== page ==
Born in a barn in 1909, Leo Fender seems an unlikely father of rock ’n’ roll. But as the man whose company perfected the solid-body electric guitar, his contribution to contemporary music cannot be overstated. Just take a look at the albums whose musicians thought enough of their Fender guitar to put it on the cover: Eric Clapton’s "Layla," Bruce Springsteen’s "Born To Run," Jeff Beck’s "Wired," The Pretenders’s (Chrissie Hynde) "Get Close," Bonnie Raitt’s "Nick of Time." The list of influential artists who play a Fender is just about endless.
Fender’s first solid-body electric guitar was introduced in 1950. It debuted as the one-pickup Esquire before the name of the two-pickup model was changed to Broadcaster. But Gretsch was already using the name Broadkaster on some of its instruments, so the name was changed again.
Between names, the company made the most of its remaining Fender Broadcaster decals by cutting off the word Broadcaster so that only the Fender brand made it onto the guitar’s headstock. Today, collectors call these guitars Nocasters. Only about 60 Nocasters were made, which makes them extremely collectible, but by April of 1951 the guitar would finally get a name that would stick, the Telecaster.
The Stratocaster came next in 1954. Unlike the Telecaster, whose ash body was outlined with rib-digging 45-degree edges, the Strat had a sculpted body that fit players like a glove. Three pickups gave the instrument unprecedented tonal range, as did a vibrato bar that would bend the guitar’s strings when pressed. And instead of the Telecaster’s blond, natural-wood finish, the Strat was offered in a number of colors, including the iconic sunburst (golden-yellow in the middle fading to black on the outside).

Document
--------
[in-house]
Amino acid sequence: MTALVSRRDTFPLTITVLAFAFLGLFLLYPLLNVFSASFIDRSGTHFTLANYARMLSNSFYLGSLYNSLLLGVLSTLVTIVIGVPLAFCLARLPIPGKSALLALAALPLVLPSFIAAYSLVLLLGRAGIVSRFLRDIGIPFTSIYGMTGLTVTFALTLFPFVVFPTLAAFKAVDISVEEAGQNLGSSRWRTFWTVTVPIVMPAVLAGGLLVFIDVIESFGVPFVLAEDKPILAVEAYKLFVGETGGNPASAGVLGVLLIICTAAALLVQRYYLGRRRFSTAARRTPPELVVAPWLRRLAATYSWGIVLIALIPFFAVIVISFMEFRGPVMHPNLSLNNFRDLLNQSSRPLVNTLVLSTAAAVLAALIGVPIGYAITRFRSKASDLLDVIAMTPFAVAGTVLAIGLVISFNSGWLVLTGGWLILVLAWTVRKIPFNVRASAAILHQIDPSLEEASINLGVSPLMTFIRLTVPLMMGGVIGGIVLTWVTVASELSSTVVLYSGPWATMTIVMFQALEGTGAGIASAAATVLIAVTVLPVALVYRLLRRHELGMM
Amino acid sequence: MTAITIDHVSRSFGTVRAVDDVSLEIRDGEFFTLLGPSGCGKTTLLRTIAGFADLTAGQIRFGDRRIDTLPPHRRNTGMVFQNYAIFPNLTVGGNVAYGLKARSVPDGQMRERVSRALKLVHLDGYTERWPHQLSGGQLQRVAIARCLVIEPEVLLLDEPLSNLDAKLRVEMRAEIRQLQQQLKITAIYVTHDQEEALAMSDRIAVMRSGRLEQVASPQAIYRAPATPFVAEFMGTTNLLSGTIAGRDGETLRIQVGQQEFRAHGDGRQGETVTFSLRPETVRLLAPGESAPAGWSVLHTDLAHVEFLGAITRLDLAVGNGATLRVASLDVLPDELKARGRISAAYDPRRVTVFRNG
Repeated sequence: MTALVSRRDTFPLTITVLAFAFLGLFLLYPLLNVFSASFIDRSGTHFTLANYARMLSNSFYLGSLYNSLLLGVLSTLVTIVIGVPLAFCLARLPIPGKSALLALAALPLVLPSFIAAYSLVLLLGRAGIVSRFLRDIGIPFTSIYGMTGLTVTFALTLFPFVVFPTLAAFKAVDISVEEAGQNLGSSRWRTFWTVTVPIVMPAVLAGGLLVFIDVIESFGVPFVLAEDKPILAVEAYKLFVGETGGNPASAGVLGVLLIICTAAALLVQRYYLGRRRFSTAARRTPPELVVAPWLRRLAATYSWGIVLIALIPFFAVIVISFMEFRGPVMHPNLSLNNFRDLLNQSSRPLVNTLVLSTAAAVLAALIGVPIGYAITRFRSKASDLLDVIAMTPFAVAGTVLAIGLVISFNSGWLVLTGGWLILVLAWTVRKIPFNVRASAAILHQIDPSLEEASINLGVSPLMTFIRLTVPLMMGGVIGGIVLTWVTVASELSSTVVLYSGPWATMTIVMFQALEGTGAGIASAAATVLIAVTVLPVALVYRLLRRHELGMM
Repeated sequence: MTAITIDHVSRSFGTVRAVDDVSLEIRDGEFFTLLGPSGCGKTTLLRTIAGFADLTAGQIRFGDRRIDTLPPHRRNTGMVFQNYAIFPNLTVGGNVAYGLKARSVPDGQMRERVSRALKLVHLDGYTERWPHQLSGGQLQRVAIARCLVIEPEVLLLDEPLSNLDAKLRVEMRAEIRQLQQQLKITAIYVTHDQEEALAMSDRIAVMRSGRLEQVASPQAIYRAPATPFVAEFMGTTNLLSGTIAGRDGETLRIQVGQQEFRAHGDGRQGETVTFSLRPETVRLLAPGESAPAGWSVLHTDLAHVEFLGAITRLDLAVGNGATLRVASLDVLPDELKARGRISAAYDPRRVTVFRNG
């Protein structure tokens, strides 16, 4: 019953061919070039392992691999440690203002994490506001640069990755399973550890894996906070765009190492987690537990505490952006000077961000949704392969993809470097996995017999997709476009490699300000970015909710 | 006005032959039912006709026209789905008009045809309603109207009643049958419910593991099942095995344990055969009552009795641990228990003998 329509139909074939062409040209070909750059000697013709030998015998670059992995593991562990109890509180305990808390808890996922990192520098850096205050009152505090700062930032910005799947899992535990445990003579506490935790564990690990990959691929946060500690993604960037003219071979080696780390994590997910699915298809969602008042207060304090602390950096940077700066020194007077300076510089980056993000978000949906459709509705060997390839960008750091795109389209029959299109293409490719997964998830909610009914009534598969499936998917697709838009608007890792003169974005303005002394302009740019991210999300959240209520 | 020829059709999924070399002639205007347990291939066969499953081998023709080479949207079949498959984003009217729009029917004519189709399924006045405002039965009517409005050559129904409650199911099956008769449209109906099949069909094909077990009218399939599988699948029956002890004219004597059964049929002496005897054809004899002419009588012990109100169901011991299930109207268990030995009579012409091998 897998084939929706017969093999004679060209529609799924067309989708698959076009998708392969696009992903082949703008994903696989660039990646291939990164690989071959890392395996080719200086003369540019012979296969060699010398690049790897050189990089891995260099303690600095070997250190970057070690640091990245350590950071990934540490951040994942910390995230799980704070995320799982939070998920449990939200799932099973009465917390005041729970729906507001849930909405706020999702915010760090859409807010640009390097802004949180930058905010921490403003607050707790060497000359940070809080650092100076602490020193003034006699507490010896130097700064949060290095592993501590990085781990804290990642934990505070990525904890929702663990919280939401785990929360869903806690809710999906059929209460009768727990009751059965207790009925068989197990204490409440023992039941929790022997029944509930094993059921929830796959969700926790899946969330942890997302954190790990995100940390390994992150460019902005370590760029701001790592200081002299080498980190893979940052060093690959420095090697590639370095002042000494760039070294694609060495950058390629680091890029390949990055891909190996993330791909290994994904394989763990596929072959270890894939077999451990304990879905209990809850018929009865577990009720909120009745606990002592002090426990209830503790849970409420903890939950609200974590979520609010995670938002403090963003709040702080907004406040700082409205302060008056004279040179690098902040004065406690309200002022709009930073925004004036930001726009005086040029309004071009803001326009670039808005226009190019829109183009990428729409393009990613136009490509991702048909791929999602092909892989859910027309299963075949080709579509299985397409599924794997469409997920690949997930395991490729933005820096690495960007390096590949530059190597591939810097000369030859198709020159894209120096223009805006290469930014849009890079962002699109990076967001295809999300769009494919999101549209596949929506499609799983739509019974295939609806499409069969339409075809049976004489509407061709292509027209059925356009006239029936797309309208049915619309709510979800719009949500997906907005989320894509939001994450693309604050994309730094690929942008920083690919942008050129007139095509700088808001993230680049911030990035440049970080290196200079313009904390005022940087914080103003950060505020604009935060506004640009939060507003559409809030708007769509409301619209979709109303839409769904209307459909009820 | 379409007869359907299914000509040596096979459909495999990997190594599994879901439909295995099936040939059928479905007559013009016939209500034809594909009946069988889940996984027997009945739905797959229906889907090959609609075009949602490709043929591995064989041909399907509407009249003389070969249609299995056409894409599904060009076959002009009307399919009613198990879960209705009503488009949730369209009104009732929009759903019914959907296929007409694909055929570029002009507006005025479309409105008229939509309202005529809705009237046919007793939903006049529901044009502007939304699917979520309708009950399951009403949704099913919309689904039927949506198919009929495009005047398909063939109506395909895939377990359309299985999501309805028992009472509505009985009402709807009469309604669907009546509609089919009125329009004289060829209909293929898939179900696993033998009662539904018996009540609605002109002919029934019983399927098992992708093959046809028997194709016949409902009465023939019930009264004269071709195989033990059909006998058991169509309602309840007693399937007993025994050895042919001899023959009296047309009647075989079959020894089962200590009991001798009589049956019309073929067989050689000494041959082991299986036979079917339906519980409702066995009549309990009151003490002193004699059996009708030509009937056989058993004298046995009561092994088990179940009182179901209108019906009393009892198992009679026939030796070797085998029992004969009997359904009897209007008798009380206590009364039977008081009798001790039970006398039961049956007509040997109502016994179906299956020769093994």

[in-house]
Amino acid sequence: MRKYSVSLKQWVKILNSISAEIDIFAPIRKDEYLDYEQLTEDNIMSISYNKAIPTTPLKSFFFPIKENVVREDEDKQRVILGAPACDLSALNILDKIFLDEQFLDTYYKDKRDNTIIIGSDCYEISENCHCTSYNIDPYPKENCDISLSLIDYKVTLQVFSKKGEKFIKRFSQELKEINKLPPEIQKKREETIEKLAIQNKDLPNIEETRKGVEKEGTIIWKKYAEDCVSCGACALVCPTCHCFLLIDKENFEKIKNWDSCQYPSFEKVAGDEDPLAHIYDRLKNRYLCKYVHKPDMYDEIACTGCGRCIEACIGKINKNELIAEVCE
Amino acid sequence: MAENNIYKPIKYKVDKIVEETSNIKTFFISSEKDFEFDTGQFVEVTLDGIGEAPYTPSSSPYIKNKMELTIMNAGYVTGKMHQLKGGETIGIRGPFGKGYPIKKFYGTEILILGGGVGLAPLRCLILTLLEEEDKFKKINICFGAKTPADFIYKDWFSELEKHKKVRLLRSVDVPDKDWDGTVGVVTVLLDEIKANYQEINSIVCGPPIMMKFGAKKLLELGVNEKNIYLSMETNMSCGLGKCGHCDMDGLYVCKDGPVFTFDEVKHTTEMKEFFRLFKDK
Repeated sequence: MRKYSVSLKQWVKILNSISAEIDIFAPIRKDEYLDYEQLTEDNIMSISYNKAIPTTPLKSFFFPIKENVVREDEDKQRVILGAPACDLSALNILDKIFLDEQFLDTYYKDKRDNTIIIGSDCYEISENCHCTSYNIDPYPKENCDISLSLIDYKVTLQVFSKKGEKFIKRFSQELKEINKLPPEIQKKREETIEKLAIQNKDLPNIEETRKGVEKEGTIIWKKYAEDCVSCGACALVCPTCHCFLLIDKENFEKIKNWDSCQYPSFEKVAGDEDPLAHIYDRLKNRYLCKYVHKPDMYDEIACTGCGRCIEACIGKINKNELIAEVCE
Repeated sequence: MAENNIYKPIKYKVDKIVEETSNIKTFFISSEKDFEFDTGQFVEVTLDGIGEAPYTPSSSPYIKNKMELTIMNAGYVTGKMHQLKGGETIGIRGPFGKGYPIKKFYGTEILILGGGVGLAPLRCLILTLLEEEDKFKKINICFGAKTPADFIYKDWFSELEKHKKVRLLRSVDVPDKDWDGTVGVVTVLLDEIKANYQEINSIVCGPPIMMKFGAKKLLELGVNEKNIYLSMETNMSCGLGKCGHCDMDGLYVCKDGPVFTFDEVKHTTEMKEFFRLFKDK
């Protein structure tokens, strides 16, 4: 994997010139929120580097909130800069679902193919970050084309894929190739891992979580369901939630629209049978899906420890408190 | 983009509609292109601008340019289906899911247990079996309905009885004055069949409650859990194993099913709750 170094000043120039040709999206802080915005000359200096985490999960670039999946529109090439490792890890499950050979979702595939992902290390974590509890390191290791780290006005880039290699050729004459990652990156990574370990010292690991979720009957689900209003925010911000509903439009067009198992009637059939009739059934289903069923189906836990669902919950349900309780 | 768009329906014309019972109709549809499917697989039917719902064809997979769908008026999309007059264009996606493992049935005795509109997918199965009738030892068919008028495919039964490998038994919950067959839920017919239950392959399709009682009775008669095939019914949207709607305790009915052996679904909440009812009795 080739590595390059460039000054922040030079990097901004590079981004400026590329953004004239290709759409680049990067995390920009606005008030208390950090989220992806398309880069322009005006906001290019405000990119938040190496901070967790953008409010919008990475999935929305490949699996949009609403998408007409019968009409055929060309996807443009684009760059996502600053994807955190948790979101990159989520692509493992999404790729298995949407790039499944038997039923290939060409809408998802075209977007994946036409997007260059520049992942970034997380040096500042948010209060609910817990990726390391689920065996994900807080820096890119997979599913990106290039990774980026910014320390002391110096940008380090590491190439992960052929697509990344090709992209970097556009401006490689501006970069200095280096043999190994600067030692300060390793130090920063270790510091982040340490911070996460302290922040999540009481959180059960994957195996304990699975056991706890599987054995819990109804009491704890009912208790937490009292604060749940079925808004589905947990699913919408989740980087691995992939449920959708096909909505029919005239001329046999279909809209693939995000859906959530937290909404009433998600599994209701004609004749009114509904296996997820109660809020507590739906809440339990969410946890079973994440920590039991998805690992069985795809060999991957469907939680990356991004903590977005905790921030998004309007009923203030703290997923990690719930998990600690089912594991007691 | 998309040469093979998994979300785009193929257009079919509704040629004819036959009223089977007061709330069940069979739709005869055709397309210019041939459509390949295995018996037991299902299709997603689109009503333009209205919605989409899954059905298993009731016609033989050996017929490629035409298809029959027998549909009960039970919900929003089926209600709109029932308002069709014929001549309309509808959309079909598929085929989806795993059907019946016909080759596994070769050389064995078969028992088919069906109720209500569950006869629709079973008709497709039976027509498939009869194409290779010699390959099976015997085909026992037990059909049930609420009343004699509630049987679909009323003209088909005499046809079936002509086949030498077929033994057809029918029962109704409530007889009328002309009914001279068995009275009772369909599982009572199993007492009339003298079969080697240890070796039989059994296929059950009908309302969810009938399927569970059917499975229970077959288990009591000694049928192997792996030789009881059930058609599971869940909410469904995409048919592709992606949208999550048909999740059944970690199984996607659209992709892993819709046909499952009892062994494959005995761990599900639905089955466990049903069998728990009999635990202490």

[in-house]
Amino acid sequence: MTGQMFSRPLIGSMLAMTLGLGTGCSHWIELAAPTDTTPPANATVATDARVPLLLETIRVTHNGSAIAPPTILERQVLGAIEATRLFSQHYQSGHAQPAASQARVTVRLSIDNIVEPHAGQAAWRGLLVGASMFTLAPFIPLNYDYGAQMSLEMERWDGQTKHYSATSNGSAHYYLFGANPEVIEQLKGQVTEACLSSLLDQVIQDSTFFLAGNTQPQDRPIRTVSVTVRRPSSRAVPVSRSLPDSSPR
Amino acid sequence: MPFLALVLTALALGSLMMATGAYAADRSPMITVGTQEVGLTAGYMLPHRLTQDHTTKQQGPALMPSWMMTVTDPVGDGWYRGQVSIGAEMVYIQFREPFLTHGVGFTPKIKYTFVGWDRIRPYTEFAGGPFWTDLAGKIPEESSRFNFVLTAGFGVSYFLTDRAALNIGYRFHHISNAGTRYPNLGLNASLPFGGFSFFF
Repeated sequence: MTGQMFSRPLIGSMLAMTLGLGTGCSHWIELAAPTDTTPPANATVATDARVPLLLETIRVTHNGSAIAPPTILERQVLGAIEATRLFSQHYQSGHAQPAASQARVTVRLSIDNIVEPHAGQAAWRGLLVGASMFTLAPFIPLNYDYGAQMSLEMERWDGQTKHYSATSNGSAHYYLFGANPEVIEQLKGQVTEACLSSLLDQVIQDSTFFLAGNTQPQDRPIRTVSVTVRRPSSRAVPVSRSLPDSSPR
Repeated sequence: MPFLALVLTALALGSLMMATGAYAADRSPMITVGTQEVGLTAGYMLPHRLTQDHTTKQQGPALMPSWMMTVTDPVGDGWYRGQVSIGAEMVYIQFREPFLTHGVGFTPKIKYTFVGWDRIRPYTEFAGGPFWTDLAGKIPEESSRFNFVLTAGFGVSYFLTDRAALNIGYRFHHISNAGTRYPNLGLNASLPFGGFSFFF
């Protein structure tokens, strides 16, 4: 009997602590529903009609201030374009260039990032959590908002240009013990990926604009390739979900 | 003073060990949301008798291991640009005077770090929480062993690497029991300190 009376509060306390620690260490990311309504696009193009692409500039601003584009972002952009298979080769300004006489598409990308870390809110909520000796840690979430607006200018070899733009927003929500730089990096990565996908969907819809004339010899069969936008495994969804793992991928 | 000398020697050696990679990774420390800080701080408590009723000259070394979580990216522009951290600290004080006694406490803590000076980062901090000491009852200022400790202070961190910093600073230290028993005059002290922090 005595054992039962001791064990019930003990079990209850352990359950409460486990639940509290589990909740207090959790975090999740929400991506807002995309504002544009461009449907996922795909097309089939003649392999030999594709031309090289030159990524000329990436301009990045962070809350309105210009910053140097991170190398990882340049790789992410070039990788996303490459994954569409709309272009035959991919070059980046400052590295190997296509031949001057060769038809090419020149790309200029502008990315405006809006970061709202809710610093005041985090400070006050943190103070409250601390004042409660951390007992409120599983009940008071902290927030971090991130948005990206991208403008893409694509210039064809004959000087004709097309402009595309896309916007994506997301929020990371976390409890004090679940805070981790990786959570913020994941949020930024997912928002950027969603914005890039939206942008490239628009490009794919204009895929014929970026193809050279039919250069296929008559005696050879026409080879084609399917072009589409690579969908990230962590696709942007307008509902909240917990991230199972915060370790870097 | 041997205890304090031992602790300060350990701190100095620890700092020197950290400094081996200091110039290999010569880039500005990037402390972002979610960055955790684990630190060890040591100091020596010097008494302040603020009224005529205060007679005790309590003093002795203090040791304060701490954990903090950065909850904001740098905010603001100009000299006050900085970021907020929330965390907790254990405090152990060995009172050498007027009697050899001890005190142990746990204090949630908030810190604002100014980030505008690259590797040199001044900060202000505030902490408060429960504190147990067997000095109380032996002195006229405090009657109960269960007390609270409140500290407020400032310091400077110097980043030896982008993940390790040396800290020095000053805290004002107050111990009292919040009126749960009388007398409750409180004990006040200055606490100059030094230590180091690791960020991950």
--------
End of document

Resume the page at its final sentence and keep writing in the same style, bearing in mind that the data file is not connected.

Solid-body electric bass guitars were also a Fender innovation. The Precision bass was introduced in 1951. It had a headstock that was virtually identical to that of the Telecaster and a body that turned out to be a preview of the 1954 Strat. By 1957, the Precision’s headstock had been redesigned to mirror the Stratocaster’s, and that version of the bass remains largely unchanged today. The Jazz Bass was added to the low-octave lineup in 1960, and a six-string bass was offered in 1961.
Fender launched two other major guitar lines in the 1950s. The first of these was a pair of low-cost models, the Duo-Sonic and the Musicmaster, both of which were introduced in 1956. These guitars were for kids who wanted to learn how to play without having to shell out the big bucks for a Stratocaster ($274.50 for a Strat versus $119.50 for a Musicmaster). The other initiative was a high-end guitar called the Jazzmaster, which retailed at the time for $329.50. It had a rosewood fingerboard on the standard maple neck, and switches that let the guitarist bounce between rhythm and lead sounds.
In 1962, Fender introduced the Jaguar, which combined a Jazzmaster body with a Stratocaster head. The Mustang, an update of the Duo-Sonic, was added in 1964. Years later, Nirvana...